In Greek mythology, despite being the son of Zeus and Semele (the daughter of Kadmos and Harmonia), Dionysos did not receive the best start in life when his mother died while still pregnant. Hera, wife of Zeus, was jealous of her husband’s illicit affair and craftily persuaded Semele to ask Zeus to reveal himself to her in all his godly splendour. This was too much for the mortal and she immediately expired; however, Zeus took the unborn child and reared him in his thigh. Most accounts then attribute the satyrs and nymphs as the carers of Dionysos in his childhood and the wise Silenus as his chief educator on Mt. Nysa, far from Hera’s wrath.
Homer describes the god as the ‘joy of men’ and Hesiod likewise describes him as ‘much-cheering’. This is no doubt because Dionysos is credited with giving man the gift of wine. The god gave Ikarios, a noble citizen of Ikaria in Attica, the vine tree. From this, Ikarios made wine which he shared with a group of passing shepherds. However, unaware of the stupefying effects of wine, the shepherds thought they had been poisoned and so swiftly took revenge and killed the unfortunate Ikarios. Notwithstanding this inauspicious start to the wine industry, wine became an extremely popular drink in antiquity. The Greeks usually drank wine diluted with water (one part wine to three parts water), mixed in a large krater vessel. Wine was drunk at banquets, festivals, and private parties, in particular, at a symposium, a kind of informal, male-only drinking session where guests reclined on a couch (kline) and engaged in conversation on topics ranging from gossip to philosophy.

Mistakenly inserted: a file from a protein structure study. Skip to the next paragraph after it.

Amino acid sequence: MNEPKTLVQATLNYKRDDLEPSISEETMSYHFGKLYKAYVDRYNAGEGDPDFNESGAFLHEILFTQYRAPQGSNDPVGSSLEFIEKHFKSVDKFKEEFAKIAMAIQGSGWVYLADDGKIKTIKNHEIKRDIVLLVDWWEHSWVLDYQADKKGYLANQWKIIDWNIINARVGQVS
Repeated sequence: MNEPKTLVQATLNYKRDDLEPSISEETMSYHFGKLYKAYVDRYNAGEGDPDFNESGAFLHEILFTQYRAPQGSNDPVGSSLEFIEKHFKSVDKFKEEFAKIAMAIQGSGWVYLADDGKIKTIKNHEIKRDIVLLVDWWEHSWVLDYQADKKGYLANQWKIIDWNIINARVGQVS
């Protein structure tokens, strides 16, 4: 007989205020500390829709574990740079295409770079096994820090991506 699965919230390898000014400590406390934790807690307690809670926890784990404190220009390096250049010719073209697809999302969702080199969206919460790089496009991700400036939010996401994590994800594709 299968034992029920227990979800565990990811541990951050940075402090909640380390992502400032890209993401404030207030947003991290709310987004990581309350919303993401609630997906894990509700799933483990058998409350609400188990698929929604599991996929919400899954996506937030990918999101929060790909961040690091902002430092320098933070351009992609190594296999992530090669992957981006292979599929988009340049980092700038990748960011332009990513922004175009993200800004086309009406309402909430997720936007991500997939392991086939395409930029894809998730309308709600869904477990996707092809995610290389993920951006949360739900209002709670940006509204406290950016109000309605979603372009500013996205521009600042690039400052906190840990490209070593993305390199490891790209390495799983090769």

In mythology, Dionysos travelled widely, even as far as India, and spread his cult throughout Greece, indeed he was known as being of an eastern origin himself. Orgiastic rituals were held in his honour, where the participants were taken over by a Dionysian frenzy of dancing and merriment to such a degree that they transcended themselves. It is believed that theatre sprang from this activity as, like Dionysos’ worshippers, actors strive to leave behind their own persona and become one with the character they are playing. Indeed, priests of Dionysos were given seats of honour in Greek theatres.
Dionysos was a protagonist in several other Greek myths. When King Midas of Phrygia found the god’s chief follower and drinking partner Silenus rather worse for wear in his garden following a drinking bout, the king gave him nourishment and returned him to Dionysos. In gratitude, the god granted Midas a wish. The king requested that everything he touched would turn to gold but alas this included food and water, so the king almost died of starvation and thirst until Dionysos reversed the gift by telling Midas to wash in the Pactolus river.